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Example: Suppose that the mass of a spacecraft is ms = kg and the mass of an astronaut is mA = 92 kg. If the astronaut is outside of the spacecraft and she exerts a force of 36 N on the spacecraft then what will be the accelerations of the spacecraft and the astronaut?

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Solution The acceleration of the spacecraft is:

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Solution The acceleration of the astronaut is:

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**Example Two people push on a stuck vehicle.**

If each person applies a force of 700 N in the positive x direction and the retarding force of the vehicle plus the force supplied by the tires is 950 N, determine the acceleration of the vehicle. The mass of the vehicle is 2000 kg.

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Free-Body Diagram -950N 2000kg 700N 700N

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Solution According to Newton’s second law the acceleration of the vehicle is:

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**Example Two people engaged in an argument begin to fight.**

One person pushes against the other with a force of N. If the people are standing on a very slick surface, determine the magnitude of the acceleration of each person if their masses are 45.0 kg and 55.0 kg.

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Free-Body Diagram -250N 45kg 55kg 250N

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Solution According to Newton’s third law the forces must be of equal magnitude and opposite direction. From Newton’s second law we get:

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Example A person is dragging a trunk containing a dead body, up an incline with a slope of 15o. The rope that pulls the crate makes an angle of 25o with respect to the incline. What force must the person exert on the rope if she is to just pull the trunk up the hill. Assume the weight is Fcrate = 200N, on the crate.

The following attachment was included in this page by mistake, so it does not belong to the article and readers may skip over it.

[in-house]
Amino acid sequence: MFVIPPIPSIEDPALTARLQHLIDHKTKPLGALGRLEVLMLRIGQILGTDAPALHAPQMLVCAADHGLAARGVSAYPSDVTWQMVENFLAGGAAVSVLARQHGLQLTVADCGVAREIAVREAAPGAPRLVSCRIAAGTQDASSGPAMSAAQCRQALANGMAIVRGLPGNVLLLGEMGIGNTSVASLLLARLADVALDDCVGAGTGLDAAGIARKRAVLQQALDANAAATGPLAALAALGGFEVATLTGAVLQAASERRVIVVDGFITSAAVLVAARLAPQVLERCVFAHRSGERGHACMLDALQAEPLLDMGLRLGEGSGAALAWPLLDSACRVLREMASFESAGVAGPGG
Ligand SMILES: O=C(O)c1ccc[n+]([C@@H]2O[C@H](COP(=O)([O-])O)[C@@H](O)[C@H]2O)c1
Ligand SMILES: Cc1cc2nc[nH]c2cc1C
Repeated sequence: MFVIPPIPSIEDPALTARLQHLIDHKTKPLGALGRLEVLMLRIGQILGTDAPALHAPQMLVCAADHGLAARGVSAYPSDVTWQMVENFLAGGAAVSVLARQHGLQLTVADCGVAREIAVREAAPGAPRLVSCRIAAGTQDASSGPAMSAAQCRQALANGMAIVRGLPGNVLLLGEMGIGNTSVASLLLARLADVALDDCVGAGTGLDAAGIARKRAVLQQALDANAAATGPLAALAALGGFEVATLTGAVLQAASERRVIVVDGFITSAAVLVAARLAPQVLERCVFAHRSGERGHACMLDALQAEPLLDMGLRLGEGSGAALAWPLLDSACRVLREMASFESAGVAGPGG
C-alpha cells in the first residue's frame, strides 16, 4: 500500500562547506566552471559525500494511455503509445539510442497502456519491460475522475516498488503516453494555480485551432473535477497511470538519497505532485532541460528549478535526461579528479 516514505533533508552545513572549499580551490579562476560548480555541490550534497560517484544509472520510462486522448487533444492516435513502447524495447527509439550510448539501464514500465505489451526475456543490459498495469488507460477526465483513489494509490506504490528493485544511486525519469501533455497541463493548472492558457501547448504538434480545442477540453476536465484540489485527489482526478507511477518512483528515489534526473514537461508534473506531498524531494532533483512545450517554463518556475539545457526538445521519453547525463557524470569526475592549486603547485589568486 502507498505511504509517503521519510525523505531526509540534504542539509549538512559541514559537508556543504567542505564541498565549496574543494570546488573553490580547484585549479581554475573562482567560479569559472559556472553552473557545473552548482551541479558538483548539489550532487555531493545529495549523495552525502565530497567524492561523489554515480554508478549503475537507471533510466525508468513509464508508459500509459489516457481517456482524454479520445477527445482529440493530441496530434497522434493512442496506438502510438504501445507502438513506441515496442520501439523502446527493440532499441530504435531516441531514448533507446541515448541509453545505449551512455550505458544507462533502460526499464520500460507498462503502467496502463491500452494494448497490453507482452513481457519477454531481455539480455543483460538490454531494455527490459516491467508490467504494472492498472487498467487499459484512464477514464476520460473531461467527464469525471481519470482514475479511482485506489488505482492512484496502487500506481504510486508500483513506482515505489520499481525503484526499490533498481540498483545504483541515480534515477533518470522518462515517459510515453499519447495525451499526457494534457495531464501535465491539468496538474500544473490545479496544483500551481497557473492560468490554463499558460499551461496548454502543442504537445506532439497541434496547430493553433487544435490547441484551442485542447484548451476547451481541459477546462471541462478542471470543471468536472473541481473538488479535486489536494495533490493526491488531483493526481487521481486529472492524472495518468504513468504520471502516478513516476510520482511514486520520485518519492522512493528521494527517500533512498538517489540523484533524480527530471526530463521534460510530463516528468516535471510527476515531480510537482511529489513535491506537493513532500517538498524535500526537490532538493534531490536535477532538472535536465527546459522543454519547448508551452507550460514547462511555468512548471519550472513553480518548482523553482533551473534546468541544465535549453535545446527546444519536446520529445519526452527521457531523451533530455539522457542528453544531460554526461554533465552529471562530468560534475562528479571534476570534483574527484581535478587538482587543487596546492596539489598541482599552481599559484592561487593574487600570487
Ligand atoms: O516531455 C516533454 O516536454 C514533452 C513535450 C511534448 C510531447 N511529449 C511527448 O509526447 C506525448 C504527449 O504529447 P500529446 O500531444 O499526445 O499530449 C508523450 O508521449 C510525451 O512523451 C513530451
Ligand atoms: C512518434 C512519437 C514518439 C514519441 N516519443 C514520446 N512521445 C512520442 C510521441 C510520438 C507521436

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**Free-Body Diagram We first draw a picture labeling the forces. 25o 15o**

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**Solution We place the x-axis along the incline for convince.**

Note: we are assuming that there is no friction between the trunk and the incline.

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Solution cont. We break the forces up into components and set them equal to zero since there is no acceleration.

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Solution cont. The magnitude of the force is then:

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Solution cont. The x and y components are:

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Solution cont. The force is then:

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Example Determine the magnitude of the normal force exerted on the crate by the incline plane in the previous example.

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Solution The sum of the forces on the crate in the y-direction was:

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**Now that we know the applied force we can determine the normal force on the crate.**

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Forces and Newton’s Laws of Motion Chapter 4. All objects naturally tend to continue moving in the same direction at the same speed. All objects resist.

Forces and Newton’s Laws of Motion Chapter 4. All objects naturally tend to continue moving in the same direction at the same speed. All objects resist.